Smart tech has the power to shape our global energy system: Harry Armstrong, Nesta

Reading time: 4 minutes
16 March 2016

Harry Armstrong, Senior Researcher at Nesta, talks about how smart technology will play a vital role in the low carbon home and help encourage more sustainable behaviors. Nesta works to increase innovation capacity in the UK through practical projects, investment, policy and research. This is part of The Climate Group's Home2025 project.

While climate change and carbon emissions targets will only be decided on the global stage, people all over the world play a pivotal role in achieving a low carbon future.

After industry and transport, the domestic sector consumes the largest amount of energy and accounts for 27% of all energy consumption in the UK. While domestic energy use has begun to decrease in the UK and other countries, in order to reach sustainable levels of demand and reduce pressure on the energy system much more must be done.

Smart technology will be a vital part of the low carbon home, but ultimately its success rests with the actions and engagement of people.


A connected home with responsive intelligent systems and low energy devices offers many opportunities.

Smart meters in particular promise not only to give control back to consumers but also nudge them into more sustainable energy behaviors. By responding to near real-time data, individuals can reduce or shift their energy use to save money on bills or make the most of local renewable power.

But while some will be able to take full advantage of these systems, for the vast majority of people a smart meter is unlikely to change anything.

Part of the problem is that energy is not used in the same way that it is sold or measured. The smart meter approach only works if energy is thought of as a uniform commodity. But to most people, energy is only a part of lots of different activities we do, like making a cup of tea or working on the computer.

So changing demand isn’t really about energy, but changing how we do these activities. Providing information that doesn’t connect up with people's lives is not going to lead to better energy saving behaviors.

A better understanding of how customers actually engage with energy along with improved end-user design is one approach to overcoming these issues. InnovateUK funded projects like eViz and APAtSCHE are creating more intuitive displays and smart meters which fit more easily into people’s lives.


One key insights from APAtSCHE is how diverse a household's use and engagement with energy is. A one-size-fits-all approach followed by many companies and governments will never work for everyone.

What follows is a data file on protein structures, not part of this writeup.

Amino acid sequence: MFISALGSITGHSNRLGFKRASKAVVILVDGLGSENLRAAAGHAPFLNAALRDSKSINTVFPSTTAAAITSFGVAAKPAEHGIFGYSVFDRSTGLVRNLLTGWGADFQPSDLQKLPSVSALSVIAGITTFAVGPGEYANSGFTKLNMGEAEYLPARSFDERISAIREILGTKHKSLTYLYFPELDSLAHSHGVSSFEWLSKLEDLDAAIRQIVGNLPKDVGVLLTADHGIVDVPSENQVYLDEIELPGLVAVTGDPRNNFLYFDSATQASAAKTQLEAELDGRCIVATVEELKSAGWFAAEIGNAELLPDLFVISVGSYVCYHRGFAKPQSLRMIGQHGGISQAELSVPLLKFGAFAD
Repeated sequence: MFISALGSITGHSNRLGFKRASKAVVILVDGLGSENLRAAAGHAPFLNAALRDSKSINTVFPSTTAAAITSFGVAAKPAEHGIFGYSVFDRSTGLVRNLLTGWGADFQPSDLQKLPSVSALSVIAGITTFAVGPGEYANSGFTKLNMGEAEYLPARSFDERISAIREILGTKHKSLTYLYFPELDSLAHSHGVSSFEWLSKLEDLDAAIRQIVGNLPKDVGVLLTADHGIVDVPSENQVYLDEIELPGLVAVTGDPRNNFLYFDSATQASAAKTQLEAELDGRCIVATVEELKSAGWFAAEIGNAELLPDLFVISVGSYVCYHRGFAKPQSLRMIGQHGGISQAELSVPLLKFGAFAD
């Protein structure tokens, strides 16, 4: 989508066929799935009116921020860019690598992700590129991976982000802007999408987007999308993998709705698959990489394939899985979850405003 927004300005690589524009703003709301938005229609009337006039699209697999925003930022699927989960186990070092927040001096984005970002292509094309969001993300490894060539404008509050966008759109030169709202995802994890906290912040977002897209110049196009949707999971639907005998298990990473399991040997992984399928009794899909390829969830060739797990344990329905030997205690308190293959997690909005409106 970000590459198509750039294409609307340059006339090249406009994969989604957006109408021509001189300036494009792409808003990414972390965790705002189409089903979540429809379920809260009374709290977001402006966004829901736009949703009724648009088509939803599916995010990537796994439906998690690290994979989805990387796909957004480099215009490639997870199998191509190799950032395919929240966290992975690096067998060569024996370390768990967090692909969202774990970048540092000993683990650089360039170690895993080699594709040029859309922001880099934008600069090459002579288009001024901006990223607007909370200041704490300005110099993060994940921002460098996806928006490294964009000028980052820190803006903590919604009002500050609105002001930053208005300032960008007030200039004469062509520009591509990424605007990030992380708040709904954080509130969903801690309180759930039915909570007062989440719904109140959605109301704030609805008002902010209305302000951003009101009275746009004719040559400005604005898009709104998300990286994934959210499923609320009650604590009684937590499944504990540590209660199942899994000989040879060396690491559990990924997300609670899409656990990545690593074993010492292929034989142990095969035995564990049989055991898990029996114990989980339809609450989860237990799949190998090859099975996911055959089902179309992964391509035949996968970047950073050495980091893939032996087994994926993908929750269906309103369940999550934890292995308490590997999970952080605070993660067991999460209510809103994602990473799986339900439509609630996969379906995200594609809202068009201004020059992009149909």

Automation is another way around the problem and seems to be favored by many customers. For example, using a ‘black box’ system to control when appliances are turned on and off will take much of the responsibility away from people. The system can even learn to adapt to the needs of each individual household.

It's clear automation will be a big part of future demand management, particularly as we move toward more responsive payment systems - but it doesn’t come without a price. It is likely to make energy an even more abstract, invisible concept to the majority of customers. Taking people one step further away from their energy use makes it even more difficult to encourage people to change other energy behaviors.

Automated demand management won’t help retrofit buildings either, and this is one of the biggest problems. This is particularly the case in the UK, which has one of the highest rates of fuel poverty in Europe.

On top of this, trust and understanding is still vital to the adoption and proper use of smart technologies. Pilots consistently show that if the technology doesn’t act in the way people expect, they just turn it off and never use it again.

While smart technology will help achieve the technical goals of reducing energy demand, it won’t necessarily make us want to do it.


Building trust, understanding and making energy a less abstract concept is no easy task. Face to face contact is the best way to provide this support, but it is expensive and hugely time consuming.

Communities and volunteer action on the other hand, has proven to be a very effective way to not only help people make the most of smart technology but also improve energy efficiency measures and tackle fuel poverty.

Nesta has seen first-hand how well this can work through its Cities of Service project in the city of Plymouth in the UK.

But community action can do a lot more than this. Communities in Germany, Denmark, UK, Costa Rica and elsewhere around the world are coming together to take more responsibility over parts of the energy system.

Many groups are generating their own renewable energy and even exploring innovative ways to further localize supply and demand management. By taking on these new roles, people build a much closer relationship with energy.

These projects also bring unexpected benefits. Not only do they deliver clean renewable energy or low carbon heat to local homes, but they also strengthen local resilience, promote economic growth and build community cohesion.

These initiatives offer insights into how a future smart sustainable energy system could create benefits that go beyond energy - putting people, communities and local resilience at its heart.

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